My company brought in John Mansour of ZigZag Marketing to do some refresher training and provide some ongoing guidance around our product management / product marketing function. While I am not going into details about the company perspective on the training, I can provide an overview of the training for reference.
A key element of all the training was simplicity. John Mansour repeated a number of times that if the new system isn't simple and helpful, then it doesn't make sense to use it. And for me, with no previous product management training, simplicity and the whole course were quite useful to put everything I've been learning on the job into context of a process. The in-class exercises also helped me formalize the knowledge I have about the industry and my products in a useful way.
The bulk of the training was spent in going through key elements of their Product Management Framework, which provides much more structure around what and how product managers and colleagues are supposed to be doing. Many of us expressed sentiments of the variety, "I already do many of these things, but not in a way that helps me complete the next task or reuse the material when I come back to it later." For people who have seen Pragmatic Marketing's Framework, I see a lot of overlaps.
The ZigZag framework makes a lot of sense from this perspective too. Get an understanding of the market in general, strategize on how to address that market, figure out specific customer needs, design & develop products to meet those needs and then launch & market those products. There is a lot of reuse of material from one step to another. John Mansour joked that this is "green product management" because the general outline is to re-use as much content as possible. Oh, and repeat the process in a sensible cycle.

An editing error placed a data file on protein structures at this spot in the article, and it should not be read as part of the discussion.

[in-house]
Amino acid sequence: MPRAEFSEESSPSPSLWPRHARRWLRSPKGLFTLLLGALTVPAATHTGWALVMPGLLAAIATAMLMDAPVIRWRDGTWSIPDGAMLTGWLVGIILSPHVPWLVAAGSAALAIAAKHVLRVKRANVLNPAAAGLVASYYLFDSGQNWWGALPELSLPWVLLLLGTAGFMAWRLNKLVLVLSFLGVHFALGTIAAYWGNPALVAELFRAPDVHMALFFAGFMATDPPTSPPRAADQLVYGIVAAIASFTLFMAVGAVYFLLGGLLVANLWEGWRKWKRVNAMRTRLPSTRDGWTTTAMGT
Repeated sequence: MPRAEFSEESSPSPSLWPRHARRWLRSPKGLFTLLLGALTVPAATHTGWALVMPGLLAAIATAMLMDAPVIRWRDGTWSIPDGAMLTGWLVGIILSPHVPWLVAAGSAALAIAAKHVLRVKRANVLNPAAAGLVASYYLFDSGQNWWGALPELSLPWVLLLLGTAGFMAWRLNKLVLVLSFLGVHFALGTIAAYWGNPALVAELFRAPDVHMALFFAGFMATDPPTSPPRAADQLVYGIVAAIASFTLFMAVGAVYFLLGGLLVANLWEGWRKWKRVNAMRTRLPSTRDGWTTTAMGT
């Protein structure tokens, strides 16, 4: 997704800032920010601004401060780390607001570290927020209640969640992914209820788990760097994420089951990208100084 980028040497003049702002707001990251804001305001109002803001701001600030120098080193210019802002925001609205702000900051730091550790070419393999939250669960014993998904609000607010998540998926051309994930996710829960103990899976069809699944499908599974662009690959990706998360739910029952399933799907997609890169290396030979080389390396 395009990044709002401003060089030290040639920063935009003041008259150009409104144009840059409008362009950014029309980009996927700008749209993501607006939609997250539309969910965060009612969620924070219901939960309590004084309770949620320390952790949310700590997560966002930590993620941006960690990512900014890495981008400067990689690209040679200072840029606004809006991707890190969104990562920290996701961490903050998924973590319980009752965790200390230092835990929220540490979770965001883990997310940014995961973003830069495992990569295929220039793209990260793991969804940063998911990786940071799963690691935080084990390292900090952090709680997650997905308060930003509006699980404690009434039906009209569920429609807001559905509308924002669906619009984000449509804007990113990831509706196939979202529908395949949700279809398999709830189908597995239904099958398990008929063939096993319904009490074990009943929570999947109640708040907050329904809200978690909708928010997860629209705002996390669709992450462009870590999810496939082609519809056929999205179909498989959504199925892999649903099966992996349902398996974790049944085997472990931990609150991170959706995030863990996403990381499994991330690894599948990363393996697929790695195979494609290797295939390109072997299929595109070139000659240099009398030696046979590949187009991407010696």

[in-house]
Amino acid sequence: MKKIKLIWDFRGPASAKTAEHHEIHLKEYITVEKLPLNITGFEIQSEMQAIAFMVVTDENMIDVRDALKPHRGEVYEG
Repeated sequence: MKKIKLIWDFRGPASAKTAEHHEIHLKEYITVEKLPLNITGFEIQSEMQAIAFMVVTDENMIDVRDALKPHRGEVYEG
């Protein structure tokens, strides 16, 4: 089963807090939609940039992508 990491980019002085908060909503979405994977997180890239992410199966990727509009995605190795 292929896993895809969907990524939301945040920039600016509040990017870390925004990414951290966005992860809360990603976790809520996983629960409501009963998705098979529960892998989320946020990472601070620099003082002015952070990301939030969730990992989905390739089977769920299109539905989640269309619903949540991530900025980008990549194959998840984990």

In an interesting connection to Theory of Constraints, in the discussion of Strategy elements, I heard some parallels with the TOC idea of the "throughput operating strategy." Once the strategy for the company has been defined in conjunction with the product management efforts, make sure that everyone is aligned with that strategy. For those very familiar with TOC, this is the hardest: Step 3 - Subordinate everything else to the [decision].
Usability: "It's easy to make a product hard to use." Implication being that it's difficult to make a product easy to use. The key is to go back to the business problem users are trying to solve: Does the product help them or hinder them?
Proof point: "The product is nothing more than a proof point." Proof that we've done our research and really understand our customers' business problems.